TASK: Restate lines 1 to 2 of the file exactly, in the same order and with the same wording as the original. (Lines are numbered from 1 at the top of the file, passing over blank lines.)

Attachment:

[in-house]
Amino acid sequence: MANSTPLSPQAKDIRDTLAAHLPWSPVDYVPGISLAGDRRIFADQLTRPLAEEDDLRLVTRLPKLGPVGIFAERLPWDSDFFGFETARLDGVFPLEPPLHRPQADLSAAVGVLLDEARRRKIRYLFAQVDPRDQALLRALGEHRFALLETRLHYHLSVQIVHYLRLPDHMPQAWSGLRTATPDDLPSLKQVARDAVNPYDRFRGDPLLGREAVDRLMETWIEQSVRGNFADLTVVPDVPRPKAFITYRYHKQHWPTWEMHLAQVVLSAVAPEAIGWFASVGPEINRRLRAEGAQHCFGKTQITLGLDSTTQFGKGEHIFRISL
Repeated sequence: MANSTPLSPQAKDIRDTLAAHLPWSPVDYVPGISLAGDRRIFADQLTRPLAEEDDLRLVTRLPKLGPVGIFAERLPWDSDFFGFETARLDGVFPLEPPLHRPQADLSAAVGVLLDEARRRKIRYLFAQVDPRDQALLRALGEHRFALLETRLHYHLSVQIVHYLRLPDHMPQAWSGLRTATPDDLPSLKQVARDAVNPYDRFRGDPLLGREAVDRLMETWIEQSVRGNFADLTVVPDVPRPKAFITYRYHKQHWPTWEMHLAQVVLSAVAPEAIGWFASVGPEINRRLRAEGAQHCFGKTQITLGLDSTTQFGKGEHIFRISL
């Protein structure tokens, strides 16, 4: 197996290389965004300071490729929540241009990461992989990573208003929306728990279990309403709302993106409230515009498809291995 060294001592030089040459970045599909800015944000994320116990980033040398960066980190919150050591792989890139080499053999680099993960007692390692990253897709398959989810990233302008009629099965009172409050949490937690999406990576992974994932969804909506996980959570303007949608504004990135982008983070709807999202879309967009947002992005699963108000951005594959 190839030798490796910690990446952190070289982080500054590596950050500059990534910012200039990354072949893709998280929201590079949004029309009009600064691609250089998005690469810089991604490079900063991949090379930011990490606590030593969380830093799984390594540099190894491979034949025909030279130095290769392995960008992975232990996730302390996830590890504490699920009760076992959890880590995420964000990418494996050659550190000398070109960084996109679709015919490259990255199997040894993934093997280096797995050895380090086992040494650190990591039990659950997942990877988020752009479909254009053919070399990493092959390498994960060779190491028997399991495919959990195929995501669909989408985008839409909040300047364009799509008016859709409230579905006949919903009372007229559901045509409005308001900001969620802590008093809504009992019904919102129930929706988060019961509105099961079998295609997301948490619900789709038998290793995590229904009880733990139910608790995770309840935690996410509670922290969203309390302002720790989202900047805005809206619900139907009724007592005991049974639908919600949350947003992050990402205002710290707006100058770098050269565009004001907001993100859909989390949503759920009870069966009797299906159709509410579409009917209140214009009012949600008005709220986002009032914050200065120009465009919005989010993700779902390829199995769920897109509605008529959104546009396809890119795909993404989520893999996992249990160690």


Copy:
[in-house]
Amino acid sequence: MANSTPLSPQAKDIRDTLAAHLPWSPVDYVPGISLAGDRRIFADQLTRPLAEEDDLRLVTRLPKLGPVGIFAERLPWDSDFFGFETARLDGVFPLEPPLHRPQADLSAAVGVLLDEARRRKIRYLFAQVDPRDQALLRALGEHRFALLETRLHYHLSVQIVHYLRLPDHMPQAWSGLRTATPDDLPSLKQVARDAVNPYDRFRGDPLLGREAVDRLMETWIEQSVRGNFADLTVVPDVPRPKAFITYRYHKQHWPTWEMHLAQVVLSAVAPEAIGWFASVGPEINRRLRAEGAQHCFGKTQITLGLDSTTQFGKGEHIFRISL